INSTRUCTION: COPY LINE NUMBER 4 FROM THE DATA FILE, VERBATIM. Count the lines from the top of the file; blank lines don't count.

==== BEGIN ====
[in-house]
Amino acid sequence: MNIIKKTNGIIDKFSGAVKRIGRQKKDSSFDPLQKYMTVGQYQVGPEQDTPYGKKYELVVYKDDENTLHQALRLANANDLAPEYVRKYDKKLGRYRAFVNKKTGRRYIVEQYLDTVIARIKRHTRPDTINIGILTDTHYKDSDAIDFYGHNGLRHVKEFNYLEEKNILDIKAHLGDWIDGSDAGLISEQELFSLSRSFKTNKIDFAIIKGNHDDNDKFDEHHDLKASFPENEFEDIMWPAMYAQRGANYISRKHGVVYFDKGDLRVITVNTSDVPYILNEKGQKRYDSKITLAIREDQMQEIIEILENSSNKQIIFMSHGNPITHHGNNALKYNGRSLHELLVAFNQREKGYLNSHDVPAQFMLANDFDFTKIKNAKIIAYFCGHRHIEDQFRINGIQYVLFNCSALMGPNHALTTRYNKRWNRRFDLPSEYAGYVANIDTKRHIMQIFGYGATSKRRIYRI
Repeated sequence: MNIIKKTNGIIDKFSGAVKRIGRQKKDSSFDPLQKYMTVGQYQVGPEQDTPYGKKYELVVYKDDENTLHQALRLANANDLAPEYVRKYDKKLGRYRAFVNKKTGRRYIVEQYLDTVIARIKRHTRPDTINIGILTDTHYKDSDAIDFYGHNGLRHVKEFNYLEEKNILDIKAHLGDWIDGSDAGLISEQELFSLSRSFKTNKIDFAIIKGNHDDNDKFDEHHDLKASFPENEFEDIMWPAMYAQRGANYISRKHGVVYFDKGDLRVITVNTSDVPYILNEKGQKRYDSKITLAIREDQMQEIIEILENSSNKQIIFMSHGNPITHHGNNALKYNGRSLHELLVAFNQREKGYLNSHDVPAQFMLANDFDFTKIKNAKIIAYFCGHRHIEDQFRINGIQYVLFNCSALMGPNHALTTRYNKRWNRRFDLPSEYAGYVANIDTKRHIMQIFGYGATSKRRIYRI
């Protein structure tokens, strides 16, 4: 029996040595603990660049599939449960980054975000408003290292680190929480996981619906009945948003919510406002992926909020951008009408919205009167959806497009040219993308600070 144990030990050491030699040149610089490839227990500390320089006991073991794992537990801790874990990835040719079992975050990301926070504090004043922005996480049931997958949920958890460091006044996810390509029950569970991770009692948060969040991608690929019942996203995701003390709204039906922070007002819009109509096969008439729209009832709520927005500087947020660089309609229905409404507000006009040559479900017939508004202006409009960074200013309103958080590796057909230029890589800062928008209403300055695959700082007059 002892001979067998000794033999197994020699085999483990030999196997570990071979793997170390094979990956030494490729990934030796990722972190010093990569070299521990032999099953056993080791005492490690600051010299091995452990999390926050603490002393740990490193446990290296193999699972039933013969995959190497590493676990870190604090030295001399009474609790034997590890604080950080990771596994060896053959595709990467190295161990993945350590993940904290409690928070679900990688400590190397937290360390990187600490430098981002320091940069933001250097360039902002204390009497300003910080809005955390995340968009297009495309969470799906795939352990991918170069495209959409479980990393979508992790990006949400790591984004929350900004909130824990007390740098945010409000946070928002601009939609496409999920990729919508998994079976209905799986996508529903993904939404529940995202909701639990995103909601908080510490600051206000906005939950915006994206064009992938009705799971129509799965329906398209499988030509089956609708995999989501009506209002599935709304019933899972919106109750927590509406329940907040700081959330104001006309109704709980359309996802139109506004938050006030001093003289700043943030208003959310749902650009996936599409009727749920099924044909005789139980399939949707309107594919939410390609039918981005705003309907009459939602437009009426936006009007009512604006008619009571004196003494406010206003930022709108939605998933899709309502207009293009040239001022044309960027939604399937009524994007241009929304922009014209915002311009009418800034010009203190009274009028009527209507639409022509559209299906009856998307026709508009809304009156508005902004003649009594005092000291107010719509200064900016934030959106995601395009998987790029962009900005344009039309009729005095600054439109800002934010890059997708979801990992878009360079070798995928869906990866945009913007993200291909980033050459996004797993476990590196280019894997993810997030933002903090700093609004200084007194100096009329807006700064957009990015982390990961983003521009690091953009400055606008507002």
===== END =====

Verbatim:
């Protein structure tokens, strides 16, 4: 029996040595603990660049599939449960980054975000408003290292680190929480996981619906009945948003919510406002992926909020951008009408919205009167959806497009040219993308600070 144990030990050491030699040149610089490839227990500390320089006991073991794992537990801790874990990835040719079992975050990301926070504090004043922005996480049931997958949920958890460091006044996810390509029950569970991770009692948060969040991608690929019942996203995701003390709204039906922070007002819009109509096969008439729209009832709520927005500087947020660089309609229905409404507000006009040559479900017939508004202006409009960074200013309103958080590796057909230029890589800062928008209403300055695959700082007059 002892001979067998000794033999197994020699085999483990030999196997570990071979793997170390094979990956030494490729990934030796990722972190010093990569070299521990032999099953056993080791005492490690600051010299091995452990999390926050603490002393740990490193446990290296193999699972039933013969995959190497590493676990870190604090030295001399009474609790034997590890604080950080990771596994060896053959595709990467190295161990993945350590993940904290409690928070679900990688400590190397937290360390990187600490430098981002320091940069933001250097360039902002204390009497300003910080809005955390995340968009297009495309969470799906795939352990991918170069495209959409479980990393979508992790990006949400790591984004929350900004909130824990007390740098945010409000946070928002601009939609496409999920990729919508998994079976209905799986996508529903993904939404529940995202909701639990995103909601908080510490600051206000906005939950915006994206064009992938009705799971129509799965329906398209499988030509089956609708995999989501009506209002599935709304019933899972919106109750927590509406329940907040700081959330104001006309109704709980359309996802139109506004938050006030001093003289700043943030208003959310749902650009996936599409009727749920099924044909005789139980399939949707309107594919939410390609039918981005705003309907009459939602437009009426936006009007009512604006008619009571004196003494406010206003930022709108939605998933899709309502207009293009040239001022044309960027939604399937009524994007241009929304922009014209915002311009009418800034010009203190009274009028009527209507639409022509559209299906009856998307026709508009809304009156508005902004003649009594005092000291107010719509200064900016934030959106995601395009998987790029962009900005344009039309009729005095600054439109800002934010890059997708979801990992878009360079070798995928869906990866945009913007993200291909980033050459996004797993476990590196280019894997993810997030933002903090700093609004200084007194100096009329807006700064957009990015982390990961983003521009690091953009400055606008507002």